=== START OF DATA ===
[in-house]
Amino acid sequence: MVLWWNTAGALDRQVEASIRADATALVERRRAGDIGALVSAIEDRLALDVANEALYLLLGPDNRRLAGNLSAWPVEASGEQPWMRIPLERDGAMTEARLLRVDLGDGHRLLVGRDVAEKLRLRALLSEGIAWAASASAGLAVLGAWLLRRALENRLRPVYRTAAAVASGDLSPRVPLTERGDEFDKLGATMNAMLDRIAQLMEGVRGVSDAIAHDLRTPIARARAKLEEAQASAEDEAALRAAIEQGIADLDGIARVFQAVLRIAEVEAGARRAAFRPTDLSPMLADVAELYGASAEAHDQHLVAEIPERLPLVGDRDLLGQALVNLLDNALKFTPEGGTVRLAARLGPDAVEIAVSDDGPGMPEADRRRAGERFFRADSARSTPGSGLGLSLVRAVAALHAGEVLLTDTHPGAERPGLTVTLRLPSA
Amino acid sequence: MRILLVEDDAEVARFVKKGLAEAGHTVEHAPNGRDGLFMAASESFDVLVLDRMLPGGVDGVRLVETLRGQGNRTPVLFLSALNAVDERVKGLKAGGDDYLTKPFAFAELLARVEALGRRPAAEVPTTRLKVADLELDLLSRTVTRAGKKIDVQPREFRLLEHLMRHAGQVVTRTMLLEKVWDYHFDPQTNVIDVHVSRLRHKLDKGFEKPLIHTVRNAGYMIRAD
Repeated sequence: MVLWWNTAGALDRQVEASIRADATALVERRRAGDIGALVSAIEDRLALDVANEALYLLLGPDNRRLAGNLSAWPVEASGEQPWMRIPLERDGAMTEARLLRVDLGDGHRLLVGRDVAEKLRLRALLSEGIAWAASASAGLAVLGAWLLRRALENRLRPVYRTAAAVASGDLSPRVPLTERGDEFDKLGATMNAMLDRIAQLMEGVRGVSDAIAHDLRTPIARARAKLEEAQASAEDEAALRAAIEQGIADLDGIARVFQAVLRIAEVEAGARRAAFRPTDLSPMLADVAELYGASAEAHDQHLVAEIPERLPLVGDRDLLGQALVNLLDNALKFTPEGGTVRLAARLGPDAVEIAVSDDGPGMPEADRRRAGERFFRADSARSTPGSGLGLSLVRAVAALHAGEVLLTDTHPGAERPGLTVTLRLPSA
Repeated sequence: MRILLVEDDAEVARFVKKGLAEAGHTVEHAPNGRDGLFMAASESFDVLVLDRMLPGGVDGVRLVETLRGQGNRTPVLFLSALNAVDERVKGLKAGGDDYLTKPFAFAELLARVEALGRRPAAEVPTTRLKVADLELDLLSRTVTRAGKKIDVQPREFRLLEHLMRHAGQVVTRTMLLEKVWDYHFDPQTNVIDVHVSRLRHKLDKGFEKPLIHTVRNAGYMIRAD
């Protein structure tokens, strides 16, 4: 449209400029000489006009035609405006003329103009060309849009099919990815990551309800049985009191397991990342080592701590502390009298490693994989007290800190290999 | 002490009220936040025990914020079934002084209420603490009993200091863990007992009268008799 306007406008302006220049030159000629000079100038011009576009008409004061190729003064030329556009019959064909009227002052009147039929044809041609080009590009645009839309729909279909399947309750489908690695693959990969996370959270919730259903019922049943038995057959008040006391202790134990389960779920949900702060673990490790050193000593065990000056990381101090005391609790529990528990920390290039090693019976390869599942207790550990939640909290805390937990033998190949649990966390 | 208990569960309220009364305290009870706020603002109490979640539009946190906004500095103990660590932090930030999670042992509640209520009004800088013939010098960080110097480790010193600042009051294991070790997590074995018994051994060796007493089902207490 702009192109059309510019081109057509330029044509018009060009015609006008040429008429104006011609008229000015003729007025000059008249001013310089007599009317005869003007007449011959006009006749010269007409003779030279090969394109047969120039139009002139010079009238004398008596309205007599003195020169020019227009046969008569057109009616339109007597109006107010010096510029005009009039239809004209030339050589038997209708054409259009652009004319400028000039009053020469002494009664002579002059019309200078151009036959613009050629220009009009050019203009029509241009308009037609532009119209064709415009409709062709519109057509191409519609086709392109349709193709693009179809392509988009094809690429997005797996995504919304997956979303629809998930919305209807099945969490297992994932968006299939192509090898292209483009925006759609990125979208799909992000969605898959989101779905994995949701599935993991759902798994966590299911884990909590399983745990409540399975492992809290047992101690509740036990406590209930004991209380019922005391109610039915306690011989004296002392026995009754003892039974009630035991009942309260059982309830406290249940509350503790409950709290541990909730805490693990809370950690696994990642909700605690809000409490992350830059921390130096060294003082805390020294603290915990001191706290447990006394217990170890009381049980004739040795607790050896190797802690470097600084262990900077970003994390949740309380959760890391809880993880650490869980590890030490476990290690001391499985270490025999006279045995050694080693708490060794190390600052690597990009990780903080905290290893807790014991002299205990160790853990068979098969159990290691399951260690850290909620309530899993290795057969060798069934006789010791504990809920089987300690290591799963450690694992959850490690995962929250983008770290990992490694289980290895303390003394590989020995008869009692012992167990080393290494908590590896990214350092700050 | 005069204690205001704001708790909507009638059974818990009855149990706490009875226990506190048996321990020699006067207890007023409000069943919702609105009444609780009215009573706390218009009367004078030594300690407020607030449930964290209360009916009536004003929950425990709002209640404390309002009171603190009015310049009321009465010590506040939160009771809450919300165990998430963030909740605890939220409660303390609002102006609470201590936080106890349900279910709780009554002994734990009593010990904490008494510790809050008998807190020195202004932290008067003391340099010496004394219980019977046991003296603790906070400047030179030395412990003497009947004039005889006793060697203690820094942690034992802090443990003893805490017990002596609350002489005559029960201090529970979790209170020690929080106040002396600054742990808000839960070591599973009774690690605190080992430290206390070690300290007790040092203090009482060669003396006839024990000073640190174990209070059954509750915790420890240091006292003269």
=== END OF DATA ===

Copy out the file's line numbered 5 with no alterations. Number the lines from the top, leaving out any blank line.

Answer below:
Repeated sequence: MRILLVEDDAEVARFVKKGLAEAGHTVEHAPNGRDGLFMAASESFDVLVLDRMLPGGVDGVRLVETLRGQGNRTPVLFLSALNAVDERVKGLKAGGDDYLTKPFAFAELLARVEALGRRPAAEVPTTRLKVADLELDLLSRTVTRAGKKIDVQPREFRLLEHLMRHAGQVVTRTMLLEKVWDYHFDPQTNVIDVHVSRLRHKLDKGFEKPLIHTVRNAGYMIRAD